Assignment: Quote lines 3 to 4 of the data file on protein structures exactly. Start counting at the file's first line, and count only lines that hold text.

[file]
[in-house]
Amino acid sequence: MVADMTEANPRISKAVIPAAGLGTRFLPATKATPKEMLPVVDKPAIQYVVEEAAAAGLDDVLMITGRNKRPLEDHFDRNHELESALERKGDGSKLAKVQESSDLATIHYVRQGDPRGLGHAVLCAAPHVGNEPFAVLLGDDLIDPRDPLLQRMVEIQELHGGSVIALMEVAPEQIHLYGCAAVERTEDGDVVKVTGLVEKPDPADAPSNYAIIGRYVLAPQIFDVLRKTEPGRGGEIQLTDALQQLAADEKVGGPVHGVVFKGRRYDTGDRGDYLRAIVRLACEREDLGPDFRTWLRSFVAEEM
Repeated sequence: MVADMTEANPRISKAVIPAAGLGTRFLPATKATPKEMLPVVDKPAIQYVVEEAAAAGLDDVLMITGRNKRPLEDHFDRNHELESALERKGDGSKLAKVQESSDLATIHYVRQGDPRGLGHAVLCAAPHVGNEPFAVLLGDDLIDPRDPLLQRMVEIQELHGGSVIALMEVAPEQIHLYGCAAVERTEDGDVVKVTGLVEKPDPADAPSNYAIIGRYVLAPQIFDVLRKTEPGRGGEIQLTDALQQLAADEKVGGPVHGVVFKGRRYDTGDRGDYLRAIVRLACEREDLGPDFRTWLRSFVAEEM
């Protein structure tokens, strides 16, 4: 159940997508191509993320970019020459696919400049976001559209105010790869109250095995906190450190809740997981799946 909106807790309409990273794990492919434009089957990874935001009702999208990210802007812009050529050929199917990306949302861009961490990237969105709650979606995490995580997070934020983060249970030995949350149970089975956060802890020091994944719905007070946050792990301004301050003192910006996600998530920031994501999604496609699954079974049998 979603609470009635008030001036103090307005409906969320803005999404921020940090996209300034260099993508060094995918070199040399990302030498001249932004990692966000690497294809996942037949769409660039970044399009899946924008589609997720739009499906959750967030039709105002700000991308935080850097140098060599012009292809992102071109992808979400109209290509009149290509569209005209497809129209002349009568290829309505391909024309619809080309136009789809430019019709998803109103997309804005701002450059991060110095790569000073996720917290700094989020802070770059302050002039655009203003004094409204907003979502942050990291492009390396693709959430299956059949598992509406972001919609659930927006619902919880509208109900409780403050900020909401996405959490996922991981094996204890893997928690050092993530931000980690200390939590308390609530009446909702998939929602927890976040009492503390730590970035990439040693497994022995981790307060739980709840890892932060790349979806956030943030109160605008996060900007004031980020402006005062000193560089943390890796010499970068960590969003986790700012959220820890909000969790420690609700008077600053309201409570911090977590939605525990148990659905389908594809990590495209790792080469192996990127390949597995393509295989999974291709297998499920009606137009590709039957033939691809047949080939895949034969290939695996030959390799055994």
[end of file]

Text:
Repeated sequence: MVADMTEANPRISKAVIPAAGLGTRFLPATKATPKEMLPVVDKPAIQYVVEEAAAAGLDDVLMITGRNKRPLEDHFDRNHELESALERKGDGSKLAKVQESSDLATIHYVRQGDPRGLGHAVLCAAPHVGNEPFAVLLGDDLIDPRDPLLQRMVEIQELHGGSVIALMEVAPEQIHLYGCAAVERTEDGDVVKVTGLVEKPDPADAPSNYAIIGRYVLAPQIFDVLRKTEPGRGGEIQLTDALQQLAADEKVGGPVHGVVFKGRRYDTGDRGDYLRAIVRLACEREDLGPDFRTWLRSFVAEEM
């Protein structure tokens, strides 16, 4: 159940997508191509993320970019020459696919400049976001559209105010790869109250095995906190450190809740997981799946 909106807790309409990273794990492919434009089957990874935001009702999208990210802007812009050529050929199917990306949302861009961490990237969105709650979606995490995580997070934020983060249970030995949350149970089975956060802890020091994944719905007070946050792990301004301050003192910006996600998530920031994501999604496609699954079974049998 979603609470009635008030001036103090307005409906969320803005999404921020940090996209300034260099993508060094995918070199040399990302030498001249932004990692966000690497294809996942037949769409660039970044399009899946924008589609997720739009499906959750967030039709105002700000991308935080850097140098060599012009292809992102071109992808979400109209290509009149290509569209005209497809129209002349009568290829309505391909024309619809080309136009789809430019019709998803109103997309804005701002450059991060110095790569000073996720917290700094989020802070770059302050002039655009203003004094409204907003979502942050990291492009390396693709959430299956059949598992509406972001919609659930927006619902919880509208109900409780403050900020909401996405959490996922991981094996204890893997928690050092993530931000980690200390939590308390609530009446909702998939929602927890976040009492503390730590970035990439040693497994022995981790307060739980709840890892932060790349979806956030943030109160605008996060900007004031980020402006005062000193560089943390890796010499970068960590969003986790700012959220820890909000969790420690609700008077600053309201409570911090977590939605525990148990659905389908594809990590495209790792080469192996990127390949597995393509295989999974291709297998499920009606137009590709039957033939691809047949080939895949034969290939695996030959390799055994």